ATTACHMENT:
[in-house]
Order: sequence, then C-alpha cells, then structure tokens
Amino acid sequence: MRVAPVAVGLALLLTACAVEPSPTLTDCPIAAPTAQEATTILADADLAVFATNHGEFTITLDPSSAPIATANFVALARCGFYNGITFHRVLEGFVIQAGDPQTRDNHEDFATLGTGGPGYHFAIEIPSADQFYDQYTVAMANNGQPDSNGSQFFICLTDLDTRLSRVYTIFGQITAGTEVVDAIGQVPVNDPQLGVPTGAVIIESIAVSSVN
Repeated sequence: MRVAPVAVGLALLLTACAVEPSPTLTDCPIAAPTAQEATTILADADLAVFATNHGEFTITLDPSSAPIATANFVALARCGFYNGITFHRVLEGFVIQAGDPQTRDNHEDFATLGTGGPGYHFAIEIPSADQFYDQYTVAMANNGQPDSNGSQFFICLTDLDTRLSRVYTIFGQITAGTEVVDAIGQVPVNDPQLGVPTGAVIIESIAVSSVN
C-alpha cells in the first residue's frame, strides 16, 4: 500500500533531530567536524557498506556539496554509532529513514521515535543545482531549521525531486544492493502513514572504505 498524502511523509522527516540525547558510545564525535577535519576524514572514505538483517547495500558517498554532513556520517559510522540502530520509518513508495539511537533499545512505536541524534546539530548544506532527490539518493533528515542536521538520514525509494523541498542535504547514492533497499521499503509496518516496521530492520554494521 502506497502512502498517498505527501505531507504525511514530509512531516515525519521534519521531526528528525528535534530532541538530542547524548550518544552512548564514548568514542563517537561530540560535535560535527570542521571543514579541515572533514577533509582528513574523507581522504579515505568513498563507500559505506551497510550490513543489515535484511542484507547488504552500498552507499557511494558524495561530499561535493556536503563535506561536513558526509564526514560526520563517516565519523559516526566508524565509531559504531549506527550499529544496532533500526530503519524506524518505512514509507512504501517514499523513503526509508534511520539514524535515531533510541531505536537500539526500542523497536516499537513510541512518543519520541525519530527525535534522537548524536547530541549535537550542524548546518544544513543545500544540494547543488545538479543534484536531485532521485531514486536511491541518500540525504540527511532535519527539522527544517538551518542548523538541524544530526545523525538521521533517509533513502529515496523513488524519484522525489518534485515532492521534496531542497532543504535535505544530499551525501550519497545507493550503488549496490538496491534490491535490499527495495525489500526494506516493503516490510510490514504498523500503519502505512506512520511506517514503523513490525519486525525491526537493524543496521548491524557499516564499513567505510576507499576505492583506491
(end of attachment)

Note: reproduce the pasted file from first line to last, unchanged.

[in-house]
Order: sequence, then C-alpha cells, then structure tokens
Amino acid sequence: MRVAPVAVGLALLLTACAVEPSPTLTDCPIAAPTAQEATTILADADLAVFATNHGEFTITLDPSSAPIATANFVALARCGFYNGITFHRVLEGFVIQAGDPQTRDNHEDFATLGTGGPGYHFAIEIPSADQFYDQYTVAMANNGQPDSNGSQFFICLTDLDTRLSRVYTIFGQITAGTEVVDAIGQVPVNDPQLGVPTGAVIIESIAVSSVN
Repeated sequence: MRVAPVAVGLALLLTACAVEPSPTLTDCPIAAPTAQEATTILADADLAVFATNHGEFTITLDPSSAPIATANFVALARCGFYNGITFHRVLEGFVIQAGDPQTRDNHEDFATLGTGGPGYHFAIEIPSADQFYDQYTVAMANNGQPDSNGSQFFICLTDLDTRLSRVYTIFGQITAGTEVVDAIGQVPVNDPQLGVPTGAVIIESIAVSSVN
C-alpha cells in the first residue's frame, strides 16, 4: 500500500533531530567536524557498506556539496554509532529513514521515535543545482531549521525531486544492493502513514572504505 498524502511523509522527516540525547558510545564525535577535519576524514572514505538483517547495500558517498554532513556520517559510522540502530520509518513508495539511537533499545512505536541524534546539530548544506532527490539518493533528515542536521538520514525509494523541498542535504547514492533497499521499503509496518516496521530492520554494521 502506497502512502498517498505527501505531507504525511514530509512531516515525519521534519521531526528528525528535534530532541538530542547524548550518544552512548564514548568514542563517537561530540560535535560535527570542521571543514579541515572533514577533509582528513574523507581522504579515505568513498563507500559505506551497510550490513543489515535484511542484507547488504552500498552507499557511494558524495561530499561535493556536503563535506561536513558526509564526514560526520563517516565519523559516526566508524565509531559504531549506527550499529544496532533500526530503519524506524518505512514509507512504501517514499523513503526509508534511520539514524535515531533510541531505536537500539526500542523497536516499537513510541512518543519520541525519530527525535534522537548524536547530541549535537550542524548546518544544513543545500544540494547543488545538479543534484536531485532521485531514486536511491541518500540525504540527511532535519527539522527544517538551518542548523538541524544530526545523525538521521533517509533513502529515496523513488524519484522525489518534485515532492521534496531542497532543504535535505544530499551525501550519497545507493550503488549496490538496491534490491535490499527495495525489500526494506516493503516490510510490514504498523500503519502505512506512520511506517514503523513490525519486525525491526537493524543496521548491524557499516564499513567505510576507499576505492583506491